In reviewing claims brought under the Act, this Court's role is a limited one. The Court's review is limited to determining 1) whether the decision of the Secretary is supported by substantial evidence and 2) whether the correct legal standards were applied.[3] Martin v. Sullivan , 894 F.2d 1520, 1529 (11th Cir. 1990). A court may not decide the facts anew, reweigh the evidence, or substitute its judgment for that of the Commissioner. Sewell v. Bowen , 792 F.2d 1065, 1067 (11th Cir. 1986). The Commissioner's findings of fact must be affirmed if they are based upon substantial evidence. Brown v. Sullivan , 921 F.2d 1233, 1235 (11th Cir. 1991); Bloodsworth v. Heckler , 703 F.2d 1233, 1239 (11th Cir. 1983) (holding substantial evidence is defined as "more than a scintilla, but less than a preponderance" and consists of "such relevant evidence as a reasonable person would accept as adequate to support a conclusion."). In determining whether substantial evidence exists, a court must view the record as a whole, taking into account evidence favorable, as well as unfavorable, to the Commissioner's decision. Chester v. Bowen , 792 F.2d 129, 131 (11th Cir. 1986); Short v. Apfel , 1999 U.S. Dist. LEXIS 10163, *4 (S.D. Ala. June 14, 1999).

B. Discussion

An individual who applies for Social Security disability benefits must prove his or her disability. 20 C.F.R. §§ 404.1512, 416.912. Disability is defined as the "inability to engage in any substantial gainful activity by reason of any medically determinable physical or mental impairment which can be expected to result in death or which has lasted or can be expected to last for a continuous period of not less than 12 months." 42 U.S.C. §§ 423(d)(1)(A); see also 20 C.F.R. §§ 404.1505(a), 416.905(a). The Social Security regulations provide a five-step sequential evaluation process for determining if a claimant has proven his disability.[4] 20 C.F.R. §§ 404.1520, 416.920.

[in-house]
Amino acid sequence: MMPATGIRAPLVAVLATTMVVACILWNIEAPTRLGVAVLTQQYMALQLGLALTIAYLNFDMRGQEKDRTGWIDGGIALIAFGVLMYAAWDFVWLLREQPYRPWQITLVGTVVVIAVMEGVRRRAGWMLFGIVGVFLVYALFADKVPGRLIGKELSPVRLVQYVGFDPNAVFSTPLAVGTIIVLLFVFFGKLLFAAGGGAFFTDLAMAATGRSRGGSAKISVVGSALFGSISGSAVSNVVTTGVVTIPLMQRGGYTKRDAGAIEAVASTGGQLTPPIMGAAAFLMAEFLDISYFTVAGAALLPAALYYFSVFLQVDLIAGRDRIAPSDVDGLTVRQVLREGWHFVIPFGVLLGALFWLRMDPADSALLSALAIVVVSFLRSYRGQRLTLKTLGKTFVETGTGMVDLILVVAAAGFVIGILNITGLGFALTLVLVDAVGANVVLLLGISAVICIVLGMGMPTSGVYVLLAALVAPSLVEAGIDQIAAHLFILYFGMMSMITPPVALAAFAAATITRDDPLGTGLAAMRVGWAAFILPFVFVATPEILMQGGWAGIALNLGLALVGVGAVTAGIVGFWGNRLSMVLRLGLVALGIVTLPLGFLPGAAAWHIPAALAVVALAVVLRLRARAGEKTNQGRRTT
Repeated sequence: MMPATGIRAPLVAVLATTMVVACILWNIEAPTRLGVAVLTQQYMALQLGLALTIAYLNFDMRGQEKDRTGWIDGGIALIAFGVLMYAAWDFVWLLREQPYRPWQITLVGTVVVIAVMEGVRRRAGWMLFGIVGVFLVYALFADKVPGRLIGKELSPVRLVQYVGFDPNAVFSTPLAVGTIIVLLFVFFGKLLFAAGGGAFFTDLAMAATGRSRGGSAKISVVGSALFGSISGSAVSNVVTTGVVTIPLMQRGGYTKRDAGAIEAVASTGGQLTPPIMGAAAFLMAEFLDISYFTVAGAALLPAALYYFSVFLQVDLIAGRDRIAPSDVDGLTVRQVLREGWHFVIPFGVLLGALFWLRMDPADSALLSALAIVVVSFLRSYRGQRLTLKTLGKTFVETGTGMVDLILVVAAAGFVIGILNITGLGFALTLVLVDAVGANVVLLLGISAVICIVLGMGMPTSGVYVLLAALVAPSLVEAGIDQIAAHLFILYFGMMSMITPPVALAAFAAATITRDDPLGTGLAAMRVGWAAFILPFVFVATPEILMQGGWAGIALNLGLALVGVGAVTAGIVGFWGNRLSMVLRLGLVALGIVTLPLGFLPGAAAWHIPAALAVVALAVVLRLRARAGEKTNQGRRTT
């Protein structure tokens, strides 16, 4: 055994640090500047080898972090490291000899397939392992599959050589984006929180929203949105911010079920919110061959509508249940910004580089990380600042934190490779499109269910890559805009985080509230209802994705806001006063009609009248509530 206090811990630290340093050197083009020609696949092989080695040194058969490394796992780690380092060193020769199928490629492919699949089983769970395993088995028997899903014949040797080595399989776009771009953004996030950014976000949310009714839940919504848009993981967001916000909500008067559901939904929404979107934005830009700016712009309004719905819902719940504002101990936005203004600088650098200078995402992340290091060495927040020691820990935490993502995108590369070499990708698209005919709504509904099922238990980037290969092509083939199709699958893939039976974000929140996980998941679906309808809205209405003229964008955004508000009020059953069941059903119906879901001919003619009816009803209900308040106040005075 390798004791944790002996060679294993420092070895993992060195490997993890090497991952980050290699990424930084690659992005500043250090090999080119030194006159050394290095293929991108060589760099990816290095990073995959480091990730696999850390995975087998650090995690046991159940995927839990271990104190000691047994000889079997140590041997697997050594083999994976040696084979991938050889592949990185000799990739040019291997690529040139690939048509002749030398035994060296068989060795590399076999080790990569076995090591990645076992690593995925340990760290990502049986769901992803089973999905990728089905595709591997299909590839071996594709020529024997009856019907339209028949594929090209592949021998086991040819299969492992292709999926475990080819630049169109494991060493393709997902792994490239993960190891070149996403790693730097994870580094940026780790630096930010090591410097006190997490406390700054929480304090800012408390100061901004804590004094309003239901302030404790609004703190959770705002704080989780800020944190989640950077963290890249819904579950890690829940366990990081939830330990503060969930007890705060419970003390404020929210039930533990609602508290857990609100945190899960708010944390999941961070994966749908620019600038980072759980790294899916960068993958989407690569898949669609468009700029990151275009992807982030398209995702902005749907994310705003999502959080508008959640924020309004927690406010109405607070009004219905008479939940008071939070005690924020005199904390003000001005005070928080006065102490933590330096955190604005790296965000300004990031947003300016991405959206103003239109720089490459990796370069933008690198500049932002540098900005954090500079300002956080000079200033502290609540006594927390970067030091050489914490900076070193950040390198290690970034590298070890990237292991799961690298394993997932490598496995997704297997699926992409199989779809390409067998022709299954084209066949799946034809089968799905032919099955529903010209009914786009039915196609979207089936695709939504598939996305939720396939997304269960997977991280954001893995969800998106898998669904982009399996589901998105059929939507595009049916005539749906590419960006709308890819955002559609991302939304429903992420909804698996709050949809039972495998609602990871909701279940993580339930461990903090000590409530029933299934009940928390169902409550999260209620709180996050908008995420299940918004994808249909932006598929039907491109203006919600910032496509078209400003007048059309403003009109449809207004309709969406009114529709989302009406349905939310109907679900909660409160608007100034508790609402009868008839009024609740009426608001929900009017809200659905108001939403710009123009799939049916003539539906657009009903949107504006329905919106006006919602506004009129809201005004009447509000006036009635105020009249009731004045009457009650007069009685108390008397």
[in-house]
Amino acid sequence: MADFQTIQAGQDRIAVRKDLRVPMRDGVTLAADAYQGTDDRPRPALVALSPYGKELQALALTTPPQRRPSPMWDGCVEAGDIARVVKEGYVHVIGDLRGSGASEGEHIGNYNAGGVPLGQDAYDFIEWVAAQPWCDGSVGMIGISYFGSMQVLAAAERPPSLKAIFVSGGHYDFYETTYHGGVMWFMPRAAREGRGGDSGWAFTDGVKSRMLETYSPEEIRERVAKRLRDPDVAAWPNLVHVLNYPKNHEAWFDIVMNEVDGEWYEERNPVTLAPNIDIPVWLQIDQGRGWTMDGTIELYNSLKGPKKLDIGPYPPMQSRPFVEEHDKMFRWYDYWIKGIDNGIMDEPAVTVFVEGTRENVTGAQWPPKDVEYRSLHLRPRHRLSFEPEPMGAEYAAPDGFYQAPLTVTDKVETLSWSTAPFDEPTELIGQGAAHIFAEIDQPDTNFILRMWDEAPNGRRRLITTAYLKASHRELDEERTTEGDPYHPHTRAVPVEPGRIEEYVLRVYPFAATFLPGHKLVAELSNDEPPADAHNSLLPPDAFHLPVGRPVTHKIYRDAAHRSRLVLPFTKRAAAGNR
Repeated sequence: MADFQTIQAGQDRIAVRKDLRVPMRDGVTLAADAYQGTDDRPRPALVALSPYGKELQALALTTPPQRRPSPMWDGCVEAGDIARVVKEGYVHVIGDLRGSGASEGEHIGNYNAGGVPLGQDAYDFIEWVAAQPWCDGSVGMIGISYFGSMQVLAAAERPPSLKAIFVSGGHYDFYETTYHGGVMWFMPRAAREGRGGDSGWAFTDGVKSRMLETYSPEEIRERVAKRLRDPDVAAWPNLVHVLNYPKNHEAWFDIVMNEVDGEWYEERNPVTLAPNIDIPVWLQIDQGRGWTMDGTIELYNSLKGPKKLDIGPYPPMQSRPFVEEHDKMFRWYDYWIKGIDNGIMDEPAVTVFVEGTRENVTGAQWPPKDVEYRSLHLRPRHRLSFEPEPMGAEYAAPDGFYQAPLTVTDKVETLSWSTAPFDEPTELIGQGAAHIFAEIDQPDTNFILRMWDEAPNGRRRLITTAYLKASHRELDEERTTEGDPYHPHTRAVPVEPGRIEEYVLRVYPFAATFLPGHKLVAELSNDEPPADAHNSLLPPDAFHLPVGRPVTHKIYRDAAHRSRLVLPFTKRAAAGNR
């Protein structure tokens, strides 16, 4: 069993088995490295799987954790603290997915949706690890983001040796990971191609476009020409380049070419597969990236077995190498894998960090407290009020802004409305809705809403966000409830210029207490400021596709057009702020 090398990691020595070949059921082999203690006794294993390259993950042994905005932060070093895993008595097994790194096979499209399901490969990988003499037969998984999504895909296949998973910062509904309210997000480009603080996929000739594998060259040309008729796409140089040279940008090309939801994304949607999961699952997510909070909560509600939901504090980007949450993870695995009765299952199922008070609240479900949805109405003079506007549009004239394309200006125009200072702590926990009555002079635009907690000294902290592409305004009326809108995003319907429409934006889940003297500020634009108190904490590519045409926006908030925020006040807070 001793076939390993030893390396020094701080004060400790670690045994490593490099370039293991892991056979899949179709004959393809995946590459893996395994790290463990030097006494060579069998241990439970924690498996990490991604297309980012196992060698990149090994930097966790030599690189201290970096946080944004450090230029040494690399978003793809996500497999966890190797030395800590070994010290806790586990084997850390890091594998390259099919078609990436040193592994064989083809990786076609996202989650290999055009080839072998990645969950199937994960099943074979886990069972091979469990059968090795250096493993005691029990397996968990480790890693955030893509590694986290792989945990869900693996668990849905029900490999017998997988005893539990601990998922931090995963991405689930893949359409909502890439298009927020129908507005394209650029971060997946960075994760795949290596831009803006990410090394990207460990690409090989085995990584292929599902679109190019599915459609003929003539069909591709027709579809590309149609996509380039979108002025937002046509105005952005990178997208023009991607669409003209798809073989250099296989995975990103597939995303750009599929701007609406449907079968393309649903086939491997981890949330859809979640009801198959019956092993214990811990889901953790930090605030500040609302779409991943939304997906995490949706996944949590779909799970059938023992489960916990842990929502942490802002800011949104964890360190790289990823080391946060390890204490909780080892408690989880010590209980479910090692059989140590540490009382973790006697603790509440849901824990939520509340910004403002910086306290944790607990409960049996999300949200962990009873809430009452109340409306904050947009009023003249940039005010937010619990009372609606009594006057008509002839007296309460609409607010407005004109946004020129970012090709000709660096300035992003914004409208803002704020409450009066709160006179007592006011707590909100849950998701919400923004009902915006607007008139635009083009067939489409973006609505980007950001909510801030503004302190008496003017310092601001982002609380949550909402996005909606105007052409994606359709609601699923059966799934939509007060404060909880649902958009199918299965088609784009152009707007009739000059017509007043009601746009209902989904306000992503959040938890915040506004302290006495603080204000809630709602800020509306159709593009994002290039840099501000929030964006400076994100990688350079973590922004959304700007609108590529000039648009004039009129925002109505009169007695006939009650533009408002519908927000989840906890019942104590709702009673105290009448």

In the case sub judice, the ALJ determined that while Plaintiff had engaged in work activity after August 31, 2009, he found that additional evidence was needed on this issue. (Id. at 10). In order to avoid delay, he elected to proceed with the remaining steps of the evaluation process because he determined that the record evidence established that Plaintiff is not disabled. (Id. at 10-11). To that end, the ALJ determined at step two that Plaintiff has the severe impairments of obesity, mechanical back pain, status post left lateral release and medial placation, hypertension, right torn meniscus, dysthymia, and borderline intellectual functioning. (Id. at 11). The ALJ further found that Plaintiff ...

Buy This Entire Record For $7.95

Download the entire decision to receive the complete text, official citation,
docket number, dissents and concurrences, and footnotes for this case.

Learn more about what you receive with purchase of this case.